By: Sam Howlett

There is a beautiful family at our parish with a mom and a dad and three small children. The children are regular welcomers at Mass and take their jobs as ushers very seriously. This little family has found a home in our parish and are loved by all.

I start with this because when I first heard their story I was blown away – before they were married they were what we think is the average young catholic couple; living together and infrequent Mass goers. Once they got engaged they both decided that they obviously wanted to get married in the Church so they set up a meeting to see their local parish priest and shared their intentions to wed. He started taking down his details first: name, surname, address. Then he started with her: name, contact details…uh oh…address. After fumbling to justify their reasons for living together before marriage, the priest took the form he had been filling out, ripped it in half and said to them “Come back to me when you are living as brother and sister. Then I will marry you”. And then they left.


The husband-to-be reacted as any of us – “How dare he? Who does he think he is? This outdated notion is pushing people away from the Church” etc etc… They immediately went to find a priest at the next church over but he wasn’t in.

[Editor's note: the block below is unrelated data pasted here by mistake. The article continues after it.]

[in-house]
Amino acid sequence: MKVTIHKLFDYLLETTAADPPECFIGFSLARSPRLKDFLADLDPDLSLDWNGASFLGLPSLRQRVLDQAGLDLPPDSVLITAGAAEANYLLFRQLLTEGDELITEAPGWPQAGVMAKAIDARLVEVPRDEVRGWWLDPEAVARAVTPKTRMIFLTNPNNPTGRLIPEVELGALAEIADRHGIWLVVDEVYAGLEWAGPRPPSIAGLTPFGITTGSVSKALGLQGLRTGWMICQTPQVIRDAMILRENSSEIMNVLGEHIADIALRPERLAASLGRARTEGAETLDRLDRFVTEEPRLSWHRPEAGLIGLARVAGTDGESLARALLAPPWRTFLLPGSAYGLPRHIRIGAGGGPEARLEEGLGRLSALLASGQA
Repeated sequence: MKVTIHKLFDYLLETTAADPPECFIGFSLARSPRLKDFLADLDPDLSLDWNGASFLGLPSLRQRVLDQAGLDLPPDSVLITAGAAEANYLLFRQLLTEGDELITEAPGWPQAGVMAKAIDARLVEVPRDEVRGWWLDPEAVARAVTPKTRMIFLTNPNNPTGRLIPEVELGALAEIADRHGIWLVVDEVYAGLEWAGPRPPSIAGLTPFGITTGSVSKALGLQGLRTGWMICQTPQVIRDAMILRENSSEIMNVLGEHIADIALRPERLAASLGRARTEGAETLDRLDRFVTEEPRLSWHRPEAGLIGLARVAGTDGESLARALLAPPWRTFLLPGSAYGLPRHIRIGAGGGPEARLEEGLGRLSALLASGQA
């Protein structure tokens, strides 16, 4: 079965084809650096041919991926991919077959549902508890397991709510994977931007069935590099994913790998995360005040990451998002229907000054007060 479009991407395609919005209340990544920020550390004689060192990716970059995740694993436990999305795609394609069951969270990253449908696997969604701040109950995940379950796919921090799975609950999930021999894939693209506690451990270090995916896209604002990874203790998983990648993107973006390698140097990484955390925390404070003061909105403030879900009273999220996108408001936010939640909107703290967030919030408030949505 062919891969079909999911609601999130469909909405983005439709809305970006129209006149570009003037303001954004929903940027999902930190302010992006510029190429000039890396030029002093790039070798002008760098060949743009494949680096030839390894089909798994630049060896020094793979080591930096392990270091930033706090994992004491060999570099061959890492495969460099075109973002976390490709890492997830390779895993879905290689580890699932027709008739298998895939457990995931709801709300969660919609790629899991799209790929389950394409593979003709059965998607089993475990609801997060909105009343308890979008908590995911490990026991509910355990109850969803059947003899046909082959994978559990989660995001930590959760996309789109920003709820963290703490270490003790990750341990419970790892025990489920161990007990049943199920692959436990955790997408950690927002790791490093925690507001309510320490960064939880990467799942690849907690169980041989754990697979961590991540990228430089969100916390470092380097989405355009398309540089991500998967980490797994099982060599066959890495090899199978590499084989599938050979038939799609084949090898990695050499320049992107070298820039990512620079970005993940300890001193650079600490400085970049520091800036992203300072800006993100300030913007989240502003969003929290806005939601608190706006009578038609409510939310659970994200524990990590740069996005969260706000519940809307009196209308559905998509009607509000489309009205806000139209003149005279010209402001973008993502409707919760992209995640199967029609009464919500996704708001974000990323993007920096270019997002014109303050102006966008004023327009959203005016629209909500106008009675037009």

The time it took from one church to the next gave them some time to think and to take a deep breath. Could this be something that they could try? For the sake of their marriage? As a sacrifice and an opportunity to align their relationship to what God had originally intended?

And they did. The next six months they lived this chaste relationship and could with a clean conscience look that priest in the eye and tell him that they were ready. I am not sure what would have become of this family without this challenge, but I like to believe that this kick in the pants was a defining moment in their relationship with each other and with God. They are now the “exemplary” family in our parish, a family that gives and is joyful, has lots of problems but always lives in the hope of Christ. It is the family that I hope to mirror my own family after one day.